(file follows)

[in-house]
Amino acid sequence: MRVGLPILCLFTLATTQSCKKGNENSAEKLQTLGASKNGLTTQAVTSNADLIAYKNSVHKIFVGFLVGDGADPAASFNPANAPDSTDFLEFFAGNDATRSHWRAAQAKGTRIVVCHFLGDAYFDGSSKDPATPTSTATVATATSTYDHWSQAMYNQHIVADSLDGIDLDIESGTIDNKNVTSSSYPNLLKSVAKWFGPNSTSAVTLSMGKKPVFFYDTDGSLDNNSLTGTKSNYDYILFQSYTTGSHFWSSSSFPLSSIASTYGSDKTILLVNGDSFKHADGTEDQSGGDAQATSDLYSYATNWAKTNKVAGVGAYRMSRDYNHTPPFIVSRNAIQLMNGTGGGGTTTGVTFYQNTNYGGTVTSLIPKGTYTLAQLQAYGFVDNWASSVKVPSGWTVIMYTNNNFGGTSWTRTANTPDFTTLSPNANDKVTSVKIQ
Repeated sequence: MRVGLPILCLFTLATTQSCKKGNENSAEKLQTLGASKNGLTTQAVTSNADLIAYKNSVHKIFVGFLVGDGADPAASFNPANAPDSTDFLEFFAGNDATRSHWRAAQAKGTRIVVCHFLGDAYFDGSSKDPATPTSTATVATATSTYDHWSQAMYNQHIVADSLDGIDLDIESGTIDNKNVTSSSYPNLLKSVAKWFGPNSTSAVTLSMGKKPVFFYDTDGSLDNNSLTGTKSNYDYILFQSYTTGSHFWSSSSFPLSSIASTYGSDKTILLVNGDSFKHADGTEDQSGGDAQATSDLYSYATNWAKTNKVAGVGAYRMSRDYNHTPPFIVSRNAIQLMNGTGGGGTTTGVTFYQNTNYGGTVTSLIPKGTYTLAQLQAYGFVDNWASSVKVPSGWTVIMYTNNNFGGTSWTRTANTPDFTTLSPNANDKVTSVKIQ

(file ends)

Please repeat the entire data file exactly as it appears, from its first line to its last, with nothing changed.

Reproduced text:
[in-house]
Amino acid sequence: MRVGLPILCLFTLATTQSCKKGNENSAEKLQTLGASKNGLTTQAVTSNADLIAYKNSVHKIFVGFLVGDGADPAASFNPANAPDSTDFLEFFAGNDATRSHWRAAQAKGTRIVVCHFLGDAYFDGSSKDPATPTSTATVATATSTYDHWSQAMYNQHIVADSLDGIDLDIESGTIDNKNVTSSSYPNLLKSVAKWFGPNSTSAVTLSMGKKPVFFYDTDGSLDNNSLTGTKSNYDYILFQSYTTGSHFWSSSSFPLSSIASTYGSDKTILLVNGDSFKHADGTEDQSGGDAQATSDLYSYATNWAKTNKVAGVGAYRMSRDYNHTPPFIVSRNAIQLMNGTGGGGTTTGVTFYQNTNYGGTVTSLIPKGTYTLAQLQAYGFVDNWASSVKVPSGWTVIMYTNNNFGGTSWTRTANTPDFTTLSPNANDKVTSVKIQ
Repeated sequence: MRVGLPILCLFTLATTQSCKKGNENSAEKLQTLGASKNGLTTQAVTSNADLIAYKNSVHKIFVGFLVGDGADPAASFNPANAPDSTDFLEFFAGNDATRSHWRAAQAKGTRIVVCHFLGDAYFDGSSKDPATPTSTATVATATSTYDHWSQAMYNQHIVADSLDGIDLDIESGTIDNKNVTSSSYPNLLKSVAKWFGPNSTSAVTLSMGKKPVFFYDTDGSLDNNSLTGTKSNYDYILFQSYTTGSHFWSSSSFPLSSIASTYGSDKTILLVNGDSFKHADGTEDQSGGDAQATSDLYSYATNWAKTNKVAGVGAYRMSRDYNHTPPFIVSRNAIQLMNGTGGGGTTTGVTFYQNTNYGGTVTSLIPKGTYTLAQLQAYGFVDNWASSVKVPSGWTVIMYTNNNFGGTSWTRTANTPDFTTLSPNANDKVTSVKIQ